I’m actually working through these with fam I’m trying to get started on ukulele & she happens to be living with my parents during this quarantine period. This is relevant because “Billy Jack” is my mom’s favorite movie & “One Tin Soldier” is one of her favorite songs. So, I’m admittedly using my influence to get D into something my mom will definitely appreciate. 🙂

So, let’s get this laid out…

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Ukulele serenade series: “I Wasn’t Prepared”

This is part of a daily uke notation series released in advance of Valentine’s Day 2020. I have plans to do this in advance of other holidays and sabats, so if you have recommendations please let me know.

This shall be the last shout into this particular void.

For me this song has the same vibe as Faith No More’s “From Out of Nowhere” or KMFDM’s “Oh My Goth,” but adapts easily to a simple ukulele/voice set up.

It’s the wanting that draws me in & makes “I Wasn’t Prepared” perfect as my final selection for this series.

Off of Eisley’s 2005 release “Room Noises,” “I Wasn’t Prepared” can be played with a few chords and sounds beautiful with a sparse arrangement.

The vocals are a little challenging — probably more fitting for folx working with a soprano range — but there’s a lot of fun to be had in the attempt.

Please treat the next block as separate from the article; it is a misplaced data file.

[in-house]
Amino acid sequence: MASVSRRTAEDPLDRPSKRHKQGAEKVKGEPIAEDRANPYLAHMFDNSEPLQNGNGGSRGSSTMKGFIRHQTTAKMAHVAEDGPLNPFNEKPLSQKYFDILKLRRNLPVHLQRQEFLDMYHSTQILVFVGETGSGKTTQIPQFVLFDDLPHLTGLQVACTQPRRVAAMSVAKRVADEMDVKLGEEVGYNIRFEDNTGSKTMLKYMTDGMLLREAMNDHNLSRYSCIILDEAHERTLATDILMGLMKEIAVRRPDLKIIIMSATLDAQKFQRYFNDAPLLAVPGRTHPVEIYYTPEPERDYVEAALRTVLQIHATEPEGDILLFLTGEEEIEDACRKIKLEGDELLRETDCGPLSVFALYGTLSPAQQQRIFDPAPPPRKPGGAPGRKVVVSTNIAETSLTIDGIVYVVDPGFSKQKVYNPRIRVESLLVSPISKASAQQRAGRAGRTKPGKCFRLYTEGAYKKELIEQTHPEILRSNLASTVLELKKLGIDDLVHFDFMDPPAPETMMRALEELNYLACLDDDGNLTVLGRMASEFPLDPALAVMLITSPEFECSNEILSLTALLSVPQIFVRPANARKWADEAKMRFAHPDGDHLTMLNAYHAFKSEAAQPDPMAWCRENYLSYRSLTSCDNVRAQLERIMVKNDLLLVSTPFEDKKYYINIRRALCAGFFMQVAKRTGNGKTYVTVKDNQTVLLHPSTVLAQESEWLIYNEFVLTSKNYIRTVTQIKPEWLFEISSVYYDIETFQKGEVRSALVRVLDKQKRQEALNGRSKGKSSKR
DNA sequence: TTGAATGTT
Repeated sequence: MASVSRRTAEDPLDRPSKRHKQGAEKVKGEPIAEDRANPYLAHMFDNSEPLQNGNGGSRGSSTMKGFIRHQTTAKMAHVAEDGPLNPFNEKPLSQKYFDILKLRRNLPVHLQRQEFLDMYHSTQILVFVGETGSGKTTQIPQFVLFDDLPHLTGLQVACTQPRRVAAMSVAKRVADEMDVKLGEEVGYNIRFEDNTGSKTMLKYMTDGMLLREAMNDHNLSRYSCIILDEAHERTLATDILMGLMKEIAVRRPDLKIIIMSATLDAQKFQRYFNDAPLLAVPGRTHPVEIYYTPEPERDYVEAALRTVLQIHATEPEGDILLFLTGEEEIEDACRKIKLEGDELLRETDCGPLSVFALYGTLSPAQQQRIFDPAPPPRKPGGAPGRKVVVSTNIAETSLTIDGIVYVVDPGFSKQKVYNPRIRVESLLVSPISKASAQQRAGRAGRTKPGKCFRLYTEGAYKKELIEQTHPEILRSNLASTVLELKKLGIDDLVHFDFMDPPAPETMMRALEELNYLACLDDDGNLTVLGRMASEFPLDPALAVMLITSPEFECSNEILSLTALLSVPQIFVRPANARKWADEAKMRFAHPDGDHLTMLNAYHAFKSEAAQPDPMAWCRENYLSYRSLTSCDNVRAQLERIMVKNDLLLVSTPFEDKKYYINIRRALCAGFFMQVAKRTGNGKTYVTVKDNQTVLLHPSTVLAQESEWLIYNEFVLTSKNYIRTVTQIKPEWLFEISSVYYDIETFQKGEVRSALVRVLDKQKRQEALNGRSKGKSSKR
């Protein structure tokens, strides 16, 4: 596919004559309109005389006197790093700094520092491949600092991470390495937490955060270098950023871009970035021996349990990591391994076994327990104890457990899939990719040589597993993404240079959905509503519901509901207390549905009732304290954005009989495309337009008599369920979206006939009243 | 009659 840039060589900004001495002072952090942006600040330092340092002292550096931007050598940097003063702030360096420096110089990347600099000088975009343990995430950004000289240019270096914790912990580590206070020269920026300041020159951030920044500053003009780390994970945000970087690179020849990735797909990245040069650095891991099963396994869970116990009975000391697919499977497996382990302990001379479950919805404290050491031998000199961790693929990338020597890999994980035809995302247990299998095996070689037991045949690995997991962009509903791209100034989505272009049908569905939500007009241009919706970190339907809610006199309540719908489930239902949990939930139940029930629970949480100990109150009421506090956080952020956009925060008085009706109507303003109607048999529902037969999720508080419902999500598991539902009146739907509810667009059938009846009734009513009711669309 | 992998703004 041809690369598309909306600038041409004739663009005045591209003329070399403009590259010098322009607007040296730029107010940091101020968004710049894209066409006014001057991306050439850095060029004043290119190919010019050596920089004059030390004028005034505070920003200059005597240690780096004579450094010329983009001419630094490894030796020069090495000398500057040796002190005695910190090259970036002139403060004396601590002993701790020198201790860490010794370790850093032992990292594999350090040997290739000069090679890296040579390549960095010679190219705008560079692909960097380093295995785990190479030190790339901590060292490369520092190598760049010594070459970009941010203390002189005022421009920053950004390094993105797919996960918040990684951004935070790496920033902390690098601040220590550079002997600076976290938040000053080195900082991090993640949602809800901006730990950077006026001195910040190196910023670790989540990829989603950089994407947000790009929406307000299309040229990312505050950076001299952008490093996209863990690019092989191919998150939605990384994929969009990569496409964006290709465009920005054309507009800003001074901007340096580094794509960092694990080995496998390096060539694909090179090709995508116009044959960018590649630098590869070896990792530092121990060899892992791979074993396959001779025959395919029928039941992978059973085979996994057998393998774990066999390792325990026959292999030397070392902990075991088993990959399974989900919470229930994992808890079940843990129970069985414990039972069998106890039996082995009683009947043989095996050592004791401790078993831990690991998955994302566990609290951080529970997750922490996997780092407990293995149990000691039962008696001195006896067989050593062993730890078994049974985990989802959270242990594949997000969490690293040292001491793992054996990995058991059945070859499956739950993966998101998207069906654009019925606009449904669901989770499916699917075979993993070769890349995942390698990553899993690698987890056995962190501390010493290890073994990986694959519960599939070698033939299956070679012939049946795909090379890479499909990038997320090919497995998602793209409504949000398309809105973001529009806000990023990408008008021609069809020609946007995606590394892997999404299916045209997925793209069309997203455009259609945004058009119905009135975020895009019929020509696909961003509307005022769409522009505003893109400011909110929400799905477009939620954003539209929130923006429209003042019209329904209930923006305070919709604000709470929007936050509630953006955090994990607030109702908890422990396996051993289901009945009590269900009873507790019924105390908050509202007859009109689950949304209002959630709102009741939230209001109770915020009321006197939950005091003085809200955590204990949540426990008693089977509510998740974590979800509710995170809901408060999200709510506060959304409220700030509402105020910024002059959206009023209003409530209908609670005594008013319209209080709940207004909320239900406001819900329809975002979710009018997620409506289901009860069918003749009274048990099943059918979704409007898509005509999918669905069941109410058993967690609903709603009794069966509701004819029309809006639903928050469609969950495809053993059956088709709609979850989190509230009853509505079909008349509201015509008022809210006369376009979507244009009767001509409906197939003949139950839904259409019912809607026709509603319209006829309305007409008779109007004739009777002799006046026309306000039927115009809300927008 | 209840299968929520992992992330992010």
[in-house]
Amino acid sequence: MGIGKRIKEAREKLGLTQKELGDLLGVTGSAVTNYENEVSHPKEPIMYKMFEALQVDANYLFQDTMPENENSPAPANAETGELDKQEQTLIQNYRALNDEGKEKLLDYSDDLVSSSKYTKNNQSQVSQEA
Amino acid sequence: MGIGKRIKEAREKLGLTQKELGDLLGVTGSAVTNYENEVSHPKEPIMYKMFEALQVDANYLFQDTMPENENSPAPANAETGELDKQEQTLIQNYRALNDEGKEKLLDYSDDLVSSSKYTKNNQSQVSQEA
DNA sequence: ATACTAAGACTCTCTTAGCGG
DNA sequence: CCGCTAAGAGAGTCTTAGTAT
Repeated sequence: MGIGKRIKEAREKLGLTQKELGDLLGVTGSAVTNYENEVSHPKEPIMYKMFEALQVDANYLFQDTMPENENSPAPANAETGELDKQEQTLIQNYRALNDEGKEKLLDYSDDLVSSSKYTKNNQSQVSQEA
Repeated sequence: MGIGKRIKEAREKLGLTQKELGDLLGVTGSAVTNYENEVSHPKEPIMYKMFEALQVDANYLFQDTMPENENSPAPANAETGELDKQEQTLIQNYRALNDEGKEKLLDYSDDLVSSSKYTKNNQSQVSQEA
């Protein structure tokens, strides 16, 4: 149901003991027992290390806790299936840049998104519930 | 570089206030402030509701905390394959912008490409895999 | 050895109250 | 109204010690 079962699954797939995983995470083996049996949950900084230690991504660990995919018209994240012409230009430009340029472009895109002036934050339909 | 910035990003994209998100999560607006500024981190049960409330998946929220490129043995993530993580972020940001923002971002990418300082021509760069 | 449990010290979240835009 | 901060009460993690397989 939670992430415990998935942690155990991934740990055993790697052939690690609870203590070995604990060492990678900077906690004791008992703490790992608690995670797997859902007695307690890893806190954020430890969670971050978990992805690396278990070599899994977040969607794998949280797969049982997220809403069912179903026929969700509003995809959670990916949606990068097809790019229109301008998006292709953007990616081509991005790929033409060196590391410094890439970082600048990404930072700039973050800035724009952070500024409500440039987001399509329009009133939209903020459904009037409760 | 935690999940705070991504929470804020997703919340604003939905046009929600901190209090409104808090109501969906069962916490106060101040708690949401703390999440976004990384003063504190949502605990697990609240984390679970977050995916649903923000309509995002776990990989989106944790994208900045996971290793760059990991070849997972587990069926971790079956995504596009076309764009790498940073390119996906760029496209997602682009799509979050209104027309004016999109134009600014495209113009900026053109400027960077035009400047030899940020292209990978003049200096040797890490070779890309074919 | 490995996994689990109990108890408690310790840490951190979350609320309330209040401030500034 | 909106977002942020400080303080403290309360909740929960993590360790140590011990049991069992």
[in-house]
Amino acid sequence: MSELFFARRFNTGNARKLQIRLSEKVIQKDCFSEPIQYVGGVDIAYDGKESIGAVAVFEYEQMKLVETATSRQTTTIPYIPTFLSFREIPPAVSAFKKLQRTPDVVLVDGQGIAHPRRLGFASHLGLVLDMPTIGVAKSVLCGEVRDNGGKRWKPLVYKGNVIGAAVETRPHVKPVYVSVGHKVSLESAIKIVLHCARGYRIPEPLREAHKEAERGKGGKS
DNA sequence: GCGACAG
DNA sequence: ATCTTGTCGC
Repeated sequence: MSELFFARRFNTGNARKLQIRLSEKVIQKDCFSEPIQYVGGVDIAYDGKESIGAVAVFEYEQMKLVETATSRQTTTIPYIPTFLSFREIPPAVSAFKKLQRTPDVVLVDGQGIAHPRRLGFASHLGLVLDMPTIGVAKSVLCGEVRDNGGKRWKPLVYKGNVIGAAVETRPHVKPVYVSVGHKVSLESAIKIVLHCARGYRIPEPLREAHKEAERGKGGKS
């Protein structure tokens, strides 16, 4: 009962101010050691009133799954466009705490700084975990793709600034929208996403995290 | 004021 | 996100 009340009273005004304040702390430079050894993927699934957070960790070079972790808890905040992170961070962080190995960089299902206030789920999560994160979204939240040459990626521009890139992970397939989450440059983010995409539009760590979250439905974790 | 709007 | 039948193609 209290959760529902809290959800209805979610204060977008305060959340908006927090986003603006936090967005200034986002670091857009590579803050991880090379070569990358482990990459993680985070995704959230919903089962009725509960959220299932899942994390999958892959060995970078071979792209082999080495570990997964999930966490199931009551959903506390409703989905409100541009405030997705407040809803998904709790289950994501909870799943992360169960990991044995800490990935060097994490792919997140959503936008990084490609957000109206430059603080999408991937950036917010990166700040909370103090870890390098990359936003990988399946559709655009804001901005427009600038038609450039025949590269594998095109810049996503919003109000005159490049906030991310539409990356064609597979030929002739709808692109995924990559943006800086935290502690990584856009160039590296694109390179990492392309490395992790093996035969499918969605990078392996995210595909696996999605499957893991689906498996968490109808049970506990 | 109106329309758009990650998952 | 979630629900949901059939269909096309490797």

As usual, we’re working with a concert ukulele tuned to GCEA.

So, let’s get into the chords.

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Ukulele serenade series: “Gunning Down Romance”

This is part of a daily uke notation series released in advance of Valentine’s Day 2020. I have plans to do this in advance of other holidays and sabats, so if you have recommendations please let me know.

As far as ’90s pop is concerned, Savage Garden did a lot of things right. Yes, there were some really bad aspects to ’90s pop music, but for the most part, I found the music that came from the Australian duo genuine and palatable.

“Love feels good and I want it pumped directly into my veins but ALSO FUCK THE UNIVERSE WHY AM I AN ANXIETY APE?”

Although this moody number off of 1999’s Affirmation is not my typical jam, it’s stuck with me for several reasons.

Lyrically, the song marries an aching sense of longing with an underlying feeling of existential dread — it’s skillful, deliberate, and effective. Love is science and we are needlessly complicated monkeys AND GODDAMN IT I WANT IT ANYWAY.